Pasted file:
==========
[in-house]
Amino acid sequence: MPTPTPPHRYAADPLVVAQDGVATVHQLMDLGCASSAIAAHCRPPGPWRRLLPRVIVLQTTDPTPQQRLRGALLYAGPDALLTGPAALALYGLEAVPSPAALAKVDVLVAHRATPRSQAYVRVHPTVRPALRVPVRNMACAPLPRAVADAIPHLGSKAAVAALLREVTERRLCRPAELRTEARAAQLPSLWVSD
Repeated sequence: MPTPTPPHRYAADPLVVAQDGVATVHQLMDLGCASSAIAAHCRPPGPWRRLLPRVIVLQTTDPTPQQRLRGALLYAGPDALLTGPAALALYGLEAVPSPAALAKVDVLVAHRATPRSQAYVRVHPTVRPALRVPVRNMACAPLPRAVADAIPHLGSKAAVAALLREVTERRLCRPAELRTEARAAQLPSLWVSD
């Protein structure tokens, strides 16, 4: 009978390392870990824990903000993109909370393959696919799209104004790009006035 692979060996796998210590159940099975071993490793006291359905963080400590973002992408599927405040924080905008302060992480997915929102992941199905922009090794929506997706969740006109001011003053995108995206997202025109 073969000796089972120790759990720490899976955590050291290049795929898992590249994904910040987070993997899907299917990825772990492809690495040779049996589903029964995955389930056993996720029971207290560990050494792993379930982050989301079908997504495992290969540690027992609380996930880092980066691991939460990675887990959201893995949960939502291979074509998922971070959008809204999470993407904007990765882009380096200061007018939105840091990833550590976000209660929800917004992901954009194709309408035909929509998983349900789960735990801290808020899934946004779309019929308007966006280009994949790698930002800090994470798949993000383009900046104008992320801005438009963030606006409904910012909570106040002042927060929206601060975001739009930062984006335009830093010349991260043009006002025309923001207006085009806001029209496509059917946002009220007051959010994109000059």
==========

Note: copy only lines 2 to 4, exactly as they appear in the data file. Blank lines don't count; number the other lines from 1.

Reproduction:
Amino acid sequence: MPTPTPPHRYAADPLVVAQDGVATVHQLMDLGCASSAIAAHCRPPGPWRRLLPRVIVLQTTDPTPQQRLRGALLYAGPDALLTGPAALALYGLEAVPSPAALAKVDVLVAHRATPRSQAYVRVHPTVRPALRVPVRNMACAPLPRAVADAIPHLGSKAAVAALLREVTERRLCRPAELRTEARAAQLPSLWVSD
Repeated sequence: MPTPTPPHRYAADPLVVAQDGVATVHQLMDLGCASSAIAAHCRPPGPWRRLLPRVIVLQTTDPTPQQRLRGALLYAGPDALLTGPAALALYGLEAVPSPAALAKVDVLVAHRATPRSQAYVRVHPTVRPALRVPVRNMACAPLPRAVADAIPHLGSKAAVAALLREVTERRLCRPAELRTEARAAQLPSLWVSD
């Protein structure tokens, strides 16, 4: 009978390392870990824990903000993109909370393959696919799209104004790009006035 692979060996796998210590159940099975071993490793006291359905963080400590973002992408599927405040924080905008302060992480997915929102992941199905922009090794929506997706969740006109001011003053995108995206997202025109 073969000796089972120790759990720490899976955590050291290049795929898992590249994904910040987070993997899907299917990825772990492809690495040779049996589903029964995955389930056993996720029971207290560990050494792993379930982050989301079908997504495992290969540690027992609380996930880092980066691991939460990675887990959201893995949960939502291979074509998922971070959008809204999470993407904007990765882009380096200061007018939105840091990833550590976000209660929800917004992901954009194709309408035909929509998983349900789960735990801290808020899934946004779309019929308007966006280009994949790698930002800090994470798949993000383009900046104008992320801005438009963030606006409904910012909570106040002042927060929206601060975001739009930062984006335009830093010349991260043009006002025309923001207006085009806001029209496509059917946002009220007051959010994109000059």